By Liz Elting
Imagine heading to the pharmacy to purchase medicine and not being able to ask an important question about drug interaction because the pharmacist doesn’t speak your language. Or, let’s say you are trying to find critical drug information by calling your health insurance company’s patient support line, and the person who answers your call can’t understand you. How would you feel? Would you feel safe taking the new medication?
These are just a few examples of how remote interpreting has become a critical component of successful global customer service.
Remote Interpreting Improves Customer Service and Communication: If an organization uses a remote interpreting service, the call center can connect the call with a remote interpreter in the caller’s native language at the same moment a call comes in. From there, the call center contact can assist the caller and communicate information about any issues.
Some organizations, such as healthcare vendors and pharmaceuticals, are expanding across international borders. An important aspect of any customer-facing organization is establishing a stellar customer service platform. Factoring different languages and dialects into a company’s global service options complicates this, as customers require assistance in their native language over multiple platforms. Around the world, customers are shifting their expectations from customer service only via the telephone to include other platforms such as video, text messaging, email, and Web-based audio.
Call centers need the ability to interact with multilingual customers on the same level as native language callers. To do so, they often turn to remote interpreting services that allow them to provide customer service in any language, over any platform. This creates a successful interaction and increases the likelihood of future interactions by earning loyalty from callers.
Beyond the benefit of improved customer service, organizations that contract their remote interpreting service have lower costs. The operation doesn’t need to pay employee salaries or benefits as they would if they had a multilingual staff with support for each language. Of course, lowering overhead costs while maintaining service standards is important to everyone.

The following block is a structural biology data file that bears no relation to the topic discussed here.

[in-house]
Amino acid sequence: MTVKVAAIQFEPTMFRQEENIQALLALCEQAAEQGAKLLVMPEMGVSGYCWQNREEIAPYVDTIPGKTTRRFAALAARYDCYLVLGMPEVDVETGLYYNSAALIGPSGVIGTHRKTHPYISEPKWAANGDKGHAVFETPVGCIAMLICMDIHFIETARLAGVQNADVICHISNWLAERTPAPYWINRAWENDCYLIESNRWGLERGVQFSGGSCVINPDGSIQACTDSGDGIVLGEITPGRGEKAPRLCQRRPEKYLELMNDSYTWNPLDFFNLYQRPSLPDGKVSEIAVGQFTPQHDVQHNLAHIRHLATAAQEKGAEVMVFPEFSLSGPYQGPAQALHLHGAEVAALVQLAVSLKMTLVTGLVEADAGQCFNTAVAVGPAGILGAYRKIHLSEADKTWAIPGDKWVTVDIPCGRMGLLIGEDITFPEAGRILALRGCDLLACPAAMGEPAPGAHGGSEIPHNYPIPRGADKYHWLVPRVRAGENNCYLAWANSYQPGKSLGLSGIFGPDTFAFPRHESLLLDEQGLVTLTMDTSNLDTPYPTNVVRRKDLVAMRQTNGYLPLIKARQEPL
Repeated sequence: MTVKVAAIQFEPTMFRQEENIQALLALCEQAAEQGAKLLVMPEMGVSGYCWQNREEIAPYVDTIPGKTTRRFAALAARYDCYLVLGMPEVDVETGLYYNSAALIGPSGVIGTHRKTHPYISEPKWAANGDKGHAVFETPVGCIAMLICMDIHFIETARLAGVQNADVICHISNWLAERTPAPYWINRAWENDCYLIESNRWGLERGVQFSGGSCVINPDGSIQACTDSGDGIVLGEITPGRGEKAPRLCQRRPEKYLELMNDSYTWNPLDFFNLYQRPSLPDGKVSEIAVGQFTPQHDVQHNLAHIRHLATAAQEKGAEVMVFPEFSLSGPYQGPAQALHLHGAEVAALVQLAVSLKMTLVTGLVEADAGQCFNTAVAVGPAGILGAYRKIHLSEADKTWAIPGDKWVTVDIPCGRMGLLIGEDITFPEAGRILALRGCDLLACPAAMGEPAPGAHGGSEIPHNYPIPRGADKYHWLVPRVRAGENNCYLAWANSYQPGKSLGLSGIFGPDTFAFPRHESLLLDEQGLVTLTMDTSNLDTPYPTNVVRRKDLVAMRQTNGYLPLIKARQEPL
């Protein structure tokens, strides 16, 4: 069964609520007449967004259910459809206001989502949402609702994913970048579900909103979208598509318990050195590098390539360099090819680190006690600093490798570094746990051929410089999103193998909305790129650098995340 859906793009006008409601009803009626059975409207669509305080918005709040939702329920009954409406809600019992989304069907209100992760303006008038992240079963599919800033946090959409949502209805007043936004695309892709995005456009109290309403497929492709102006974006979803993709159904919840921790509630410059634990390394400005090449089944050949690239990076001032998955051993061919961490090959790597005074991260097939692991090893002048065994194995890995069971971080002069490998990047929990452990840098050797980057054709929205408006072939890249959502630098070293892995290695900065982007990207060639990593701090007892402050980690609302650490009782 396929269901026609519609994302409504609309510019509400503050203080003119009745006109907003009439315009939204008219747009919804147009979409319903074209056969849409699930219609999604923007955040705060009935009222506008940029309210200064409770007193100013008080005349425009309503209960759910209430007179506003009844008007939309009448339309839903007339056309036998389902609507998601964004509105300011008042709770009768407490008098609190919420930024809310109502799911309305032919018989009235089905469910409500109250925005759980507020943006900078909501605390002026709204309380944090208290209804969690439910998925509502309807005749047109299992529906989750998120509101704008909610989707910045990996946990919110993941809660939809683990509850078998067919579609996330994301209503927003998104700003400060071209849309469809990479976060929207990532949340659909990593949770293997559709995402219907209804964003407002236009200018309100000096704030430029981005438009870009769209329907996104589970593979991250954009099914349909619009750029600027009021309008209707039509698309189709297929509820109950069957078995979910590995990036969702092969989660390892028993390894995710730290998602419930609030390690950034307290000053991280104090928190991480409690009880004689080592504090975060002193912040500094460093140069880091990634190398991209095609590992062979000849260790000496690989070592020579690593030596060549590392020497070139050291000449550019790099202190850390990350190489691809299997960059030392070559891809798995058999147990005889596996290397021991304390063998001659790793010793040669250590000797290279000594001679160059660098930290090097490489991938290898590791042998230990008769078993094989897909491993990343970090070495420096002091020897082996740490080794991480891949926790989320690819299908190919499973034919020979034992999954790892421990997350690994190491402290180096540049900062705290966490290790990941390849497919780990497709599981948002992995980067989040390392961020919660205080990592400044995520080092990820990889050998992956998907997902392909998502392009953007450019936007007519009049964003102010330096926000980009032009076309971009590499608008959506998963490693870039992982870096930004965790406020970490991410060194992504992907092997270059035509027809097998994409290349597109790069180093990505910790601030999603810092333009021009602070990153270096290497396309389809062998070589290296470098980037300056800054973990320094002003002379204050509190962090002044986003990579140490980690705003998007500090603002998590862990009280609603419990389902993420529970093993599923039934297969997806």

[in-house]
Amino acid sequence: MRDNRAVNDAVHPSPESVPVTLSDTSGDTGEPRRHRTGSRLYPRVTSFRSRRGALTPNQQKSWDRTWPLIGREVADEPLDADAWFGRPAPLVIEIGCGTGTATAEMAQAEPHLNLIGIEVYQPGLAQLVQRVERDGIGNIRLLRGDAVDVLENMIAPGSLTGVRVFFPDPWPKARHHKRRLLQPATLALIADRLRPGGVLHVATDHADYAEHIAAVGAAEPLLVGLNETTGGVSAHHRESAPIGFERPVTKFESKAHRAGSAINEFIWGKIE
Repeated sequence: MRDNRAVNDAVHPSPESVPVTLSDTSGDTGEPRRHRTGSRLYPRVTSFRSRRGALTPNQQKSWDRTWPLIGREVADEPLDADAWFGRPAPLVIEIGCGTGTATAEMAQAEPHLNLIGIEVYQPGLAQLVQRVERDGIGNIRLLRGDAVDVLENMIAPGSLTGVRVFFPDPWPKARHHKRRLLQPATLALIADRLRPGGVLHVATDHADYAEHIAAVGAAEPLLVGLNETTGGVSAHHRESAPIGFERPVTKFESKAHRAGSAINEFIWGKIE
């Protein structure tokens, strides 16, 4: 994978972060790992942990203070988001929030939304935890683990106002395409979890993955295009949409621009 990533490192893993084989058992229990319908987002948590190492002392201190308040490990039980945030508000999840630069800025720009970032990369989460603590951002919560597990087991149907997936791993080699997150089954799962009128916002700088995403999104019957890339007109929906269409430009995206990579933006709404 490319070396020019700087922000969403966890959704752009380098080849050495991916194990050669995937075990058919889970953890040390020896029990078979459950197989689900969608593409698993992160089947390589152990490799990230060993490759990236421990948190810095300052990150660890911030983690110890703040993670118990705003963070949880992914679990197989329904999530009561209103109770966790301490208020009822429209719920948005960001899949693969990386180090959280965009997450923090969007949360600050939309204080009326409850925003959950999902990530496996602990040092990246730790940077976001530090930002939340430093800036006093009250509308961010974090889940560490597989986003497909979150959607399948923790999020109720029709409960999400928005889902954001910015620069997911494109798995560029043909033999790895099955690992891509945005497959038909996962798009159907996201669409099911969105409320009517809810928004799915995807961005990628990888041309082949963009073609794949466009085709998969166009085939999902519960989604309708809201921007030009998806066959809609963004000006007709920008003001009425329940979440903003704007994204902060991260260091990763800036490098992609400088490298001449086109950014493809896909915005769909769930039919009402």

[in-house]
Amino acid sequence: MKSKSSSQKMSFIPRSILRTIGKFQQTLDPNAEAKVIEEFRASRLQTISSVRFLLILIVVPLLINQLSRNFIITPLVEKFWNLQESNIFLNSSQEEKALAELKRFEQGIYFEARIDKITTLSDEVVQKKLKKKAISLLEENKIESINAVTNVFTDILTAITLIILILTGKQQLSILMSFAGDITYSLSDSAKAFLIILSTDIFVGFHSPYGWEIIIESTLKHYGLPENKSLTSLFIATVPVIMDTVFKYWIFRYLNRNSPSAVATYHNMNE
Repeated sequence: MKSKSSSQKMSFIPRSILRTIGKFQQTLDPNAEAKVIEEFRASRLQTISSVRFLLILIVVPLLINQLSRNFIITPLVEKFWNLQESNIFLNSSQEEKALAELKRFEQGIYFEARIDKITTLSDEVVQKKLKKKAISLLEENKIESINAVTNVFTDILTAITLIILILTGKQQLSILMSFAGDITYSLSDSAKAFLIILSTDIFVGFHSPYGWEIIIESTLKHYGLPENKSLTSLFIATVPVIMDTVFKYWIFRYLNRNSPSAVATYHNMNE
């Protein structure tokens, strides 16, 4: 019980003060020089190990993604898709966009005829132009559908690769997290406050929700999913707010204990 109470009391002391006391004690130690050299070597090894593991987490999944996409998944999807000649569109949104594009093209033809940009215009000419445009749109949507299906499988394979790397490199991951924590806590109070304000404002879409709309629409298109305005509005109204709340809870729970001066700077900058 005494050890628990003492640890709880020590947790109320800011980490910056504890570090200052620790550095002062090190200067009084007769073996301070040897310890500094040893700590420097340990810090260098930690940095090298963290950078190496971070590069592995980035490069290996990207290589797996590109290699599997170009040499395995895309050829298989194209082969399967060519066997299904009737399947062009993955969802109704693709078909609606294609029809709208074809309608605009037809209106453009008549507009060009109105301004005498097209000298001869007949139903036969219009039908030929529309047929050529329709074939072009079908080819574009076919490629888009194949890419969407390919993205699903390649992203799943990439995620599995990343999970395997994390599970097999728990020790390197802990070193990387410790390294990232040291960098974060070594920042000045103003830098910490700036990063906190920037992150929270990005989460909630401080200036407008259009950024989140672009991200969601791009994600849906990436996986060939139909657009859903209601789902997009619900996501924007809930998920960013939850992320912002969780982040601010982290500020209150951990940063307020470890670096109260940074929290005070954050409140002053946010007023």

Interpretation Applications Are Growing Fast: The need for remote interpreting services extends across several industries, including pharmaceutical, healthcare, legal, and government. In North America, demand for remote interpreting is evenly spread and growing across these industries, though for varying uses.
A pharmaceutical company conducting trials around the world needs to be accessible to patients twenty-four hours a day, seven days a week, in case of drug interactions or complications. Using remote interpreters, company representatives and trial participants can be connected in moments, no matter what the language needs are.
For hospitals, remote interpreting allows receptionists, nurses, and doctors to correctly diagnose and treat patients with limited English. Remote interpreting companies provide the hospital with a guide on how to determine what language a patient speaks and then connects them with the appropriate interpreter through a call center.
In addition, companies often conduct campaigns for specific markets around the world. These companies can effectively target non-English-speaking markets by dedicating a bilingual interpreter to integrate with their CRM systems for the length of the campaign. These agents follow a scripted call dialogue, and their ability to make outbound calls and accept inbound calls improves the campaign outreach. The interpreters reach out to prospects, follow the script, and input data directly into the CRM system.
Contracting with a remote interpreting provider in this way can present a cost savings opportunity for an organization. Otherwise, the organization would need to hire an adequate number of agents for each target language. Depending on the campaign, this could add a substantial number of employees – all who would require benefits, salary, and office space.
Conclusion: The applications of remote interpreting services are numerous, and any customer-facing organization can expand their market potential by having the ability to communicate with every customer, regardless of language. Also, because consumers’ communication device preferences are changing, call centers need to be equipped to handle inquiries from different platforms, such as video and chat.
Therefore, remote interpreters can often support devices beyond phones. In addition, as language requirements become more complicated and the size of the market segment in the US that does not speak fluent English grows, the need for remote interpreting services will continue to expand.
Liz Elting is co-founder and co-CEO of TransPerfect, a provider of language and business services. Elting oversees the day-to-day operations of the company, headquartered in New York City.
[From the October/November 2013 issue of AnswerStat magazine]